The public finances have stabilised over the course of 2010, the year to which the Appropriation Bill relates. The underlying general government deficit is now expected to be 11.6% of GDP which is in line with the forecast presented in budget 2010. Tax revenues are expected to end the year close to €500 million above target. However, there will still be a gap between what we spend and our receipts in 2010 of approximately €19 billion. It is clear the State must reduce its level of borrowing in the coming years by aligning more closely its revenues and expenditure. In the past two and half years the Government has engaged in a process of reprioritisation and consolidation across all areas of expenditure in order to close this gap. The measures have reduced all aspects of Government discretionary spending, including public service pay and running costs across Departments and State bodies. Significant revenue raising measures have also been implemented during this period, including the introduction of an income levy, the carbon tax and an increase in capital tax rates. Based on a budgetary consolidation package of €6 billion in 2011, the deficit is expected to decline further next year to 9.4%. The key message is that both the real economy and the public finances have stabilised during the course of the year and the economy is set for recovery next year.
Having set out this broad context, I want to deal with particular issues of public expenditure in 2010. While a number of Supplementary Estimates were taken this year, the major ones were technical in nature. Of the substantive Supplementary Estimates, the vast bulk of the additional moneys required resulted from shortfalls in receipts, rather than from increased expenditure. In fact, the latest estimate of gross expenditure for this year shows savings of €422 million against the original estimates published in the 2010 Revised Estimates Volume, with savings of approximately €175 million in day-to-day expenditure. In annual terms, current spending is estimated to contract by more than 2% this year, compared to an increase of more than 12% in 2007. This major consolidation has been achieved in the face of significant fiscal pressures associated with the rising numbers in receipt of unemployment payments.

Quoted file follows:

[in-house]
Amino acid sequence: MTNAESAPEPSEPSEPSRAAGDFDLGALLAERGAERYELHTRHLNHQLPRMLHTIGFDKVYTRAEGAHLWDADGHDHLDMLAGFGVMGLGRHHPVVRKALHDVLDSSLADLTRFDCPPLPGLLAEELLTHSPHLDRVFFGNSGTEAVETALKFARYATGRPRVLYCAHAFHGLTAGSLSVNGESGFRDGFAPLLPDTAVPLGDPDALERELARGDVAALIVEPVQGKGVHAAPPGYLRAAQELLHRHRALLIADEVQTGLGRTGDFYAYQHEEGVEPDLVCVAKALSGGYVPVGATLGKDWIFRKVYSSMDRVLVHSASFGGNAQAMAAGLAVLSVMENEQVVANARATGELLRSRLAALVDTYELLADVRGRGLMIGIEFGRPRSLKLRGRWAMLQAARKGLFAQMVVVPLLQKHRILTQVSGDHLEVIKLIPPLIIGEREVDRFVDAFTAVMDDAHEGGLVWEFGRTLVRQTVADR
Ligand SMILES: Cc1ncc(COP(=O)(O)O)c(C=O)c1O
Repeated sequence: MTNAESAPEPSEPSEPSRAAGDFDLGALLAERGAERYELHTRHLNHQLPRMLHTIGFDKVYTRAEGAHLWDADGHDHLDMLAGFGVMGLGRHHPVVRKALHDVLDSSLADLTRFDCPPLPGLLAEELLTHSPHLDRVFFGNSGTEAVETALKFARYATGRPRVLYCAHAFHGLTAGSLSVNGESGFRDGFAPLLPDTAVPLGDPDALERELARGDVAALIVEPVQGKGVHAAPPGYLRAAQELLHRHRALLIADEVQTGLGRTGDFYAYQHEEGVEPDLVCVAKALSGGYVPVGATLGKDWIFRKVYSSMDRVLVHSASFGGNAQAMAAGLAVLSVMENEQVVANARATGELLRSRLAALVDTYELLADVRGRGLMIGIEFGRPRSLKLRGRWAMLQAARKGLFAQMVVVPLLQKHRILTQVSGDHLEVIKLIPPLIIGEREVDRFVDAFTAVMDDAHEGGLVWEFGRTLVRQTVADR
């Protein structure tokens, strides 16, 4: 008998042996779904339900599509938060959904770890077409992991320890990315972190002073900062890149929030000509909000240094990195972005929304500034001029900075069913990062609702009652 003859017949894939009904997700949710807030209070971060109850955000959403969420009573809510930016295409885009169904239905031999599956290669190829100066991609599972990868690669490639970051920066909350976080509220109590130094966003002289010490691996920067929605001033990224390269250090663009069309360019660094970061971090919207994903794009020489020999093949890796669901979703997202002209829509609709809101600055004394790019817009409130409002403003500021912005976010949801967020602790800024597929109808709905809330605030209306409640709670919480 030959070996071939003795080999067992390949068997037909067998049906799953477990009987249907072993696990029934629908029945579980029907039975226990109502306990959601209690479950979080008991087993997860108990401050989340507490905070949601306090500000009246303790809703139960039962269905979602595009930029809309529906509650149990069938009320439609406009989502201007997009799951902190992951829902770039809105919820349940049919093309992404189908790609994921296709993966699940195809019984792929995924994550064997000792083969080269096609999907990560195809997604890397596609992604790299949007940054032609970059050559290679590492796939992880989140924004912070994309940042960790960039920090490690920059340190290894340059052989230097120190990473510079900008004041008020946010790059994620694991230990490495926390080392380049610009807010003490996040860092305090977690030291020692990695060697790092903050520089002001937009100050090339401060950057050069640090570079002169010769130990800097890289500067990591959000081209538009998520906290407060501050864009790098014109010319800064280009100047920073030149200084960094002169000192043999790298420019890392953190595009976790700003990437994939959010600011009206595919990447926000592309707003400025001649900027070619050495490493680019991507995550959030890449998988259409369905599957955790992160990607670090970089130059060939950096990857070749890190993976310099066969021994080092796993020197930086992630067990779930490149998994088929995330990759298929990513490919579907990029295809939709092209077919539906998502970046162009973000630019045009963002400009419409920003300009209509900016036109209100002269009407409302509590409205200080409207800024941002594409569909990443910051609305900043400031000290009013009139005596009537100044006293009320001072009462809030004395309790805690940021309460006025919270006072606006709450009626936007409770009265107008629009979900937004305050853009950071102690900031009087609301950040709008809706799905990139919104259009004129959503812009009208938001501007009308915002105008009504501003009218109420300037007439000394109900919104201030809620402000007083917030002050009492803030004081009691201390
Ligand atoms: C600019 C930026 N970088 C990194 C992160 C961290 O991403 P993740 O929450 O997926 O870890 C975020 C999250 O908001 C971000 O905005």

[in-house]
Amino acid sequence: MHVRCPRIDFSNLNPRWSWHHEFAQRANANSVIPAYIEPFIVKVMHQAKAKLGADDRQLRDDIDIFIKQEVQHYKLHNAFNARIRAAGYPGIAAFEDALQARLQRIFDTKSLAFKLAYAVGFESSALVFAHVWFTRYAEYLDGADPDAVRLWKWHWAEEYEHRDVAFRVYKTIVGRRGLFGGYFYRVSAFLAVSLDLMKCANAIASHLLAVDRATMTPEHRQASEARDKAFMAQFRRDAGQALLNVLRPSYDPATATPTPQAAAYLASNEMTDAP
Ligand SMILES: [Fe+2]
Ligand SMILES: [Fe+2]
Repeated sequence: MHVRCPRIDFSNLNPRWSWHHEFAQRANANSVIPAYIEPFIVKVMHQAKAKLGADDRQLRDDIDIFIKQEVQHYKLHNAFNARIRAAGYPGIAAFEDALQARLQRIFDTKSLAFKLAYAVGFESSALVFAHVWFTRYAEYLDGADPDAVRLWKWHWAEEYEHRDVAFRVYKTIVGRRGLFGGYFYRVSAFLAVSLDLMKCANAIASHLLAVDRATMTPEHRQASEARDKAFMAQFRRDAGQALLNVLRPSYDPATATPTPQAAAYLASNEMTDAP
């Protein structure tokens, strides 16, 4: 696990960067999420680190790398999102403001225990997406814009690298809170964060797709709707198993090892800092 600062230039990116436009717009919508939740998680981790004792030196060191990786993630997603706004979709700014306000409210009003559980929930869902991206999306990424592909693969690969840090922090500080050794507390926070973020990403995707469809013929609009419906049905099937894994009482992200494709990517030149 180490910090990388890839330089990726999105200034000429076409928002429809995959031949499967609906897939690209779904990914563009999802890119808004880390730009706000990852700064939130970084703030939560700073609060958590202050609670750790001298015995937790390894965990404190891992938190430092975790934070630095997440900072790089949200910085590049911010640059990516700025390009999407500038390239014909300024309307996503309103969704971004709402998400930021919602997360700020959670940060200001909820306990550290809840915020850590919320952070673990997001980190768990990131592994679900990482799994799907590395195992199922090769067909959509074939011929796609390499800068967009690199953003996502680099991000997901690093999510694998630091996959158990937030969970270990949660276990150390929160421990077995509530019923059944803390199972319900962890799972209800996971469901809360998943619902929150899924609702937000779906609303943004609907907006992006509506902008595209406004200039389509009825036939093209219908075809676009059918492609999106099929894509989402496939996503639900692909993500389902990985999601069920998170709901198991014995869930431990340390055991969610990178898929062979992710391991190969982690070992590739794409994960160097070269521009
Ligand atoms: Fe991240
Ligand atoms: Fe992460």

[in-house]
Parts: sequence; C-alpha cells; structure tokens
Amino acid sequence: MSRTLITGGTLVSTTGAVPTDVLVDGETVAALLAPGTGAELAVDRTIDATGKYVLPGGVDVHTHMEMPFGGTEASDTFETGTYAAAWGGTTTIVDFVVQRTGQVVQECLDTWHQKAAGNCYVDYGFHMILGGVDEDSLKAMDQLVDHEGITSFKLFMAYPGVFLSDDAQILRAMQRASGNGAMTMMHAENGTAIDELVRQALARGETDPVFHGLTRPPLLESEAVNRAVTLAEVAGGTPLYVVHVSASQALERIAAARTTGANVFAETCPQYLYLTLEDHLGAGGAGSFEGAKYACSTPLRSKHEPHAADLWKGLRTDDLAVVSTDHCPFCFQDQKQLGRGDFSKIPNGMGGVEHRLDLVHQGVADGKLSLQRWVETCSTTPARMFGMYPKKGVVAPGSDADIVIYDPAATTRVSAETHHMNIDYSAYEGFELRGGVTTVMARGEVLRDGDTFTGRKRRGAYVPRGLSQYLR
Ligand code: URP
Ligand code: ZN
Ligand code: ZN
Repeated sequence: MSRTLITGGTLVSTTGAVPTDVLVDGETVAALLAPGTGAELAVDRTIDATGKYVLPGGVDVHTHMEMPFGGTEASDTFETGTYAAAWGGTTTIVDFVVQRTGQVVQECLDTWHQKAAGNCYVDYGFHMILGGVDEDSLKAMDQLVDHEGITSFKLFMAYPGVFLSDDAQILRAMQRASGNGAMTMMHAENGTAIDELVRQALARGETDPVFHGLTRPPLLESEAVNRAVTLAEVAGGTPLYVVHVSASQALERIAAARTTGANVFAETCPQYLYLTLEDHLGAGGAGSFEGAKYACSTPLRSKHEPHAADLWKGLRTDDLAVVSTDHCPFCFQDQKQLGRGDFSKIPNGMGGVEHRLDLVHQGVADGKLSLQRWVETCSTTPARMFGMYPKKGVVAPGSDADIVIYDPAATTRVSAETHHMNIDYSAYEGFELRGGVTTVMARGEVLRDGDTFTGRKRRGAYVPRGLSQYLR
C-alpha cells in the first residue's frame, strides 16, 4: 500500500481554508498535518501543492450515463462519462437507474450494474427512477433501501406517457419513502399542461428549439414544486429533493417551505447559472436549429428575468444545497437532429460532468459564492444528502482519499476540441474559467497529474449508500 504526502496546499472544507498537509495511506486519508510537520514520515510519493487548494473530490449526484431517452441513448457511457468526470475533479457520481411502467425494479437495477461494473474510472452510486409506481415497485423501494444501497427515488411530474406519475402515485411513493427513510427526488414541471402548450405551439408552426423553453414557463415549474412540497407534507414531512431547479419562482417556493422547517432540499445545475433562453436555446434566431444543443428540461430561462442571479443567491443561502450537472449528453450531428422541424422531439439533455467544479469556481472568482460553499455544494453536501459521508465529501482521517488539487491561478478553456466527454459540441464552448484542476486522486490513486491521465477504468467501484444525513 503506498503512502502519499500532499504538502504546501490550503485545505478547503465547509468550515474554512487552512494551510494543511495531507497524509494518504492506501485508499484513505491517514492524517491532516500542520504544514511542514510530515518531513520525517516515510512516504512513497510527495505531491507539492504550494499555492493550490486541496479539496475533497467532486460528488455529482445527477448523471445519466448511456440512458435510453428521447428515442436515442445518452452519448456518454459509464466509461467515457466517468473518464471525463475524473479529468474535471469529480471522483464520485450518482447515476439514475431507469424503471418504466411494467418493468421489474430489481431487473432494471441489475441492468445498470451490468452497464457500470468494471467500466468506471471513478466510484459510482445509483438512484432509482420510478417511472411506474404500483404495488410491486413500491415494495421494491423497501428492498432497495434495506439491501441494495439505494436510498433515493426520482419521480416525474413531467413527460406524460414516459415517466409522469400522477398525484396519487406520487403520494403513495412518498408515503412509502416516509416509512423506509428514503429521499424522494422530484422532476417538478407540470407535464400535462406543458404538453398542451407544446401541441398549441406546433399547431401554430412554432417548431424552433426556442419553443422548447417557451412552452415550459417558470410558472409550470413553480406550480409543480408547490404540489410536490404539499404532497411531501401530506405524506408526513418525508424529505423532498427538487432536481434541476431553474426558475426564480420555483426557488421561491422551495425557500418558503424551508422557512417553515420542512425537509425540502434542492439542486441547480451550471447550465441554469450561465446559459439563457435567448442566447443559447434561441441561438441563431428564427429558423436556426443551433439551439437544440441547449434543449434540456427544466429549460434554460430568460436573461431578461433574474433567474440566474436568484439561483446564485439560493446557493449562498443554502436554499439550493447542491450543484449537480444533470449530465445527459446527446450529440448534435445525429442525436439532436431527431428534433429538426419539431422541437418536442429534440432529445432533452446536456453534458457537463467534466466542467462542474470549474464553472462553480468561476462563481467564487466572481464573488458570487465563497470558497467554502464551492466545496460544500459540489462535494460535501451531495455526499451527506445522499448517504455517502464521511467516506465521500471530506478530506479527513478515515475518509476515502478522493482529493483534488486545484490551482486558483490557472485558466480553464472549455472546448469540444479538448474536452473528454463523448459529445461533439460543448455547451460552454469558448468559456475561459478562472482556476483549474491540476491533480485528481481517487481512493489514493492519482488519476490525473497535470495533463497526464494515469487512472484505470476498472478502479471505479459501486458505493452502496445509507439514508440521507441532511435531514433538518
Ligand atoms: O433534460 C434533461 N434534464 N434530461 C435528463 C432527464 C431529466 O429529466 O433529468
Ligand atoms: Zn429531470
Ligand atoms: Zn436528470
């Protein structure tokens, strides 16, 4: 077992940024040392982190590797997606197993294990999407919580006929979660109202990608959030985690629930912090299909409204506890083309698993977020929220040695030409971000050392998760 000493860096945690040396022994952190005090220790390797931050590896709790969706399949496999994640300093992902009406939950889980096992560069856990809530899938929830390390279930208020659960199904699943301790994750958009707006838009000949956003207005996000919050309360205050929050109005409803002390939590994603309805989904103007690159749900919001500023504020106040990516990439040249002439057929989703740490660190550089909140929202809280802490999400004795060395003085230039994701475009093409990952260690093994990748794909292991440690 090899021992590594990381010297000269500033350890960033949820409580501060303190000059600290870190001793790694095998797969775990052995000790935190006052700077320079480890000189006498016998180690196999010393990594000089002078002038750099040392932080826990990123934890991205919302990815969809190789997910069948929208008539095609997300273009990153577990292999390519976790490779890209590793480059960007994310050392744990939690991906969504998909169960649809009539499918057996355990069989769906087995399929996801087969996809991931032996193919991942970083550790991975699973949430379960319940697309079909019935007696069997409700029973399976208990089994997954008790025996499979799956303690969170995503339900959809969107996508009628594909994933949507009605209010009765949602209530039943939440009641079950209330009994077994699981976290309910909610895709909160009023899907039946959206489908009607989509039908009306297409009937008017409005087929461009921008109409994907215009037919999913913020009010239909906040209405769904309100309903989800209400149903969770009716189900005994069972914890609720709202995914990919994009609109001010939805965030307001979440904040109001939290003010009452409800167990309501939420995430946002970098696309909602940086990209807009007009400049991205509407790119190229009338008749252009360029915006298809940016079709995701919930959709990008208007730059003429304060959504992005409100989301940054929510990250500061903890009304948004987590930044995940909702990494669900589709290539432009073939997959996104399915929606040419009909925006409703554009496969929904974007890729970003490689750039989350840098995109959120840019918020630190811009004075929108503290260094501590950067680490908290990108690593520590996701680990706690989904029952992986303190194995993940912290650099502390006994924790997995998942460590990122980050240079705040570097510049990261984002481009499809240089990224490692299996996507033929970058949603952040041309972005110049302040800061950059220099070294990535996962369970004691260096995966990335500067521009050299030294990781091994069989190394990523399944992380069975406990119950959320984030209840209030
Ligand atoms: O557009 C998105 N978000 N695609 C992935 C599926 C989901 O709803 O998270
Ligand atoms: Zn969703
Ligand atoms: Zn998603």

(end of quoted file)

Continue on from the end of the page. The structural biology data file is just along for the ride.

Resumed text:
Capital expenditure is anticipated to be lower than published in the Revised Estimates Volume for 2010. This is due to a number of causes, primarily cheaper tender prices and delays in land purchases arising from landowners' reluctance to sell at new lower values. The 2010 capital programme remains very substantial and is forecast to represent approximately 4.9% of GNP. This scale of investment is proportionately higher than 2007 levels and exceeds the average percentage for the five year period to 2009.
Capital investment has played an important role in driving Irish economic advancement in the past decade. The quality of the capital stock across the country gives powerful witness to progress already made. The Government's capital investment priorities for 2010 and in the medium term build on what has been achieved to date. These investment priorities are designed to drive productivity enhancements, lay the foundations for a return to export-led growth, assist in sustainable employment creation and deliver essential social infrastructure. In this way, capital investment will be central to the push for economic renewal. Even in these difficult budgetary times, we cannot afford not to invest in infrastructure which is needed to secure the country's economic future.